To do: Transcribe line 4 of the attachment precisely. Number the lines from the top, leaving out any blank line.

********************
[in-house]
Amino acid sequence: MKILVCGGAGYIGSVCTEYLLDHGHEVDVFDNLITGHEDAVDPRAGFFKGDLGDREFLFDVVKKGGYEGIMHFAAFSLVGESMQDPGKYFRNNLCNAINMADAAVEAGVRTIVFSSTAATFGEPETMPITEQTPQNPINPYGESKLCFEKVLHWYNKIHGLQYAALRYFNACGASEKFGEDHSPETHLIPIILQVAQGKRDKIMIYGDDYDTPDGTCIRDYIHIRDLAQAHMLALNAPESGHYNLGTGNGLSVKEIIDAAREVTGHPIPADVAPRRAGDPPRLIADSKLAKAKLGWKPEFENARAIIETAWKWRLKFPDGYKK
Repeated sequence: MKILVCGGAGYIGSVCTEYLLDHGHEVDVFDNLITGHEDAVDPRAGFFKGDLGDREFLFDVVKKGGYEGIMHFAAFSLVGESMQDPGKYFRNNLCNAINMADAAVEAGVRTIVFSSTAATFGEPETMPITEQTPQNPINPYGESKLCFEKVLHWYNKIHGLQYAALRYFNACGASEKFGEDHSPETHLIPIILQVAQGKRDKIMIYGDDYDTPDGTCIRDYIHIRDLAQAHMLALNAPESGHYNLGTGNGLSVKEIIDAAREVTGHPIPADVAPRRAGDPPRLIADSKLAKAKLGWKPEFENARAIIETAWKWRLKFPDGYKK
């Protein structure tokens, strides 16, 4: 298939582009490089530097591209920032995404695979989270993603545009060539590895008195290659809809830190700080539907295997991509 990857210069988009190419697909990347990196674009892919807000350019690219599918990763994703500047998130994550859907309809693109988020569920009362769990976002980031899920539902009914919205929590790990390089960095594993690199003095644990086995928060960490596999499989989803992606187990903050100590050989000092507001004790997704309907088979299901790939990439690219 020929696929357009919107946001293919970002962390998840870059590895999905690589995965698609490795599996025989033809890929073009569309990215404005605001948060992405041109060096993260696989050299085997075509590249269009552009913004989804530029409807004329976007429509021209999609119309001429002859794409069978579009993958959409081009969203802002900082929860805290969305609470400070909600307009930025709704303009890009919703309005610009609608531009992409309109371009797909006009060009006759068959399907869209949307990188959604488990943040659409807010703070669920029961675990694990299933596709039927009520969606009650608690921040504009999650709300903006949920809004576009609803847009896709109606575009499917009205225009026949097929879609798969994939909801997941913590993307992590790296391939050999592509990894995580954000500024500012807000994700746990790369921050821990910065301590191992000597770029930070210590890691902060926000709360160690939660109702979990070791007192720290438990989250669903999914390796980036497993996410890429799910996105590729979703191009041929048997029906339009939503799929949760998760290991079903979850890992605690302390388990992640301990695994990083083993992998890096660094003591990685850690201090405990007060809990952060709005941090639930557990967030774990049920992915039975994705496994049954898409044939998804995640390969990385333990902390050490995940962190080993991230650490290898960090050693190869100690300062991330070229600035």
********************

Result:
């Protein structure tokens, strides 16, 4: 298939582009490089530097591209920032995404695979989270993603545009060539590895008195290659809809830190700080539907295997991509 990857210069988009190419697909990347990196674009892919807000350019690219599918990763994703500047998130994550859907309809693109988020569920009362769990976002980031899920539902009914919205929590790990390089960095594993690199003095644990086995928060960490596999499989989803992606187990903050100590050989000092507001004790997704309907088979299901790939990439690219 020929696929357009919107946001293919970002962390998840870059590895999905690589995965698609490795599996025989033809890929073009569309990215404005605001948060992405041109060096993260696989050299085997075509590249269009552009913004989804530029409807004329976007429509021209999609119309001429002859794409069978579009993958959409081009969203802002900082929860805290969305609470400070909600307009930025709704303009890009919703309005610009609608531009992409309109371009797909006009060009006759068959399907869209949307990188959604488990943040659409807010703070669920029961675990694990299933596709039927009520969606009650608690921040504009999650709300903006949920809004576009609803847009896709109606575009499917009205225009026949097929879609798969994939909801997941913590993307992590790296391939050999592509990894995580954000500024500012807000994700746990790369921050821990910065301590191992000597770029930070210590890691902060926000709360160690939660109702979990070791007192720290438990989250669903999914390796980036497993996410890429799910996105590729979703191009041929048997029906339009939503799929949760998760290991079903979850890992605690302390388990992640301990695994990083083993992998890096660094003591990685850690201090405990007060809990952060709005941090639930557990967030774990049920992915039975994705496994049954898409044939998804995640390969990385333990902390050490995940962190080993991230650490290898960090050693190869100690300062991330070229600035």